Classification is a process which mankind naturally and instinctively carries out, and which has been carried out from the very beginning, for the accurate identification of food, predators, fuel building materials etc. and is essential for their survival. Classifying the number of plants species is great task.
 Around 3000,000 species of green plants, over 100000 fungi and a few thousand bacteria and other microscopic organisms are already recognized. There are three types of classifications. They are artificial, natural and Phylogenetic.
Artificial classification
1. Only a few characters are considered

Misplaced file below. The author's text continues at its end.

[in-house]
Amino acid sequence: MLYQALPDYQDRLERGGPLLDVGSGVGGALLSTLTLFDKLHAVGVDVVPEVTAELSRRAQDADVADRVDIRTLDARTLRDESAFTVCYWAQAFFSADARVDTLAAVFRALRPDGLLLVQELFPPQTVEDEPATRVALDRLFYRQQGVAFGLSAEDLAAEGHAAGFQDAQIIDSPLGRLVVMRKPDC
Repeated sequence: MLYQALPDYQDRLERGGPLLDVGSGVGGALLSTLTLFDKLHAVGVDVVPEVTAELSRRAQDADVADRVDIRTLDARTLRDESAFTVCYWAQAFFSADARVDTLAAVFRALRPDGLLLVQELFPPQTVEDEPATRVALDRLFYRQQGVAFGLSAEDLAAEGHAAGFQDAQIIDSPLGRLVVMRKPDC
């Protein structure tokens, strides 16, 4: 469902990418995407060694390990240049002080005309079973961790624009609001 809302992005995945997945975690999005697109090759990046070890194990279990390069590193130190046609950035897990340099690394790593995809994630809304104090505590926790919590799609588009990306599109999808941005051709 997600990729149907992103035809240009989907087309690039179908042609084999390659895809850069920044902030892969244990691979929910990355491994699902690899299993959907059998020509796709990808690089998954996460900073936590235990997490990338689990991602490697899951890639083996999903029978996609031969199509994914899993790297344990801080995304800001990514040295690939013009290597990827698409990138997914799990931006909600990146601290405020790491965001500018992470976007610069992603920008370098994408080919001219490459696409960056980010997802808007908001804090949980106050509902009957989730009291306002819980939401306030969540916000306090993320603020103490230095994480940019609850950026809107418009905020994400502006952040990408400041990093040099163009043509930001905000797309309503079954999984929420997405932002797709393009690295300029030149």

2. Members of different groups are usually not similar in hereditary pattern
3. Stable classification
4. Provides only limited information
5. Cannot add new work
6. Difficult for identifying a particular species or genera
7. Not related phylogenetically
Example: Linnaeus classified plants based on the number, arrangement and fusion of sexual parts, e.g'., in one of his classes he classified plants into Monondria (single stamen), Diandria (two stamens), Triandria (three stamens) and polyandria (more stamens).
Arificial system of classification
Natural classification (Example: Bentham and Hooker’s classification)
  1. Almost all the characters are considered
  2. Members of different groups are mostly similar in hereditary pattern
  3. May change with advancement  in knowledge
  4. Provides plenty of useful information
  5. Recent advancement in the field can be added
  6. Plant identification easy
  7. Closely related to phylogenetically
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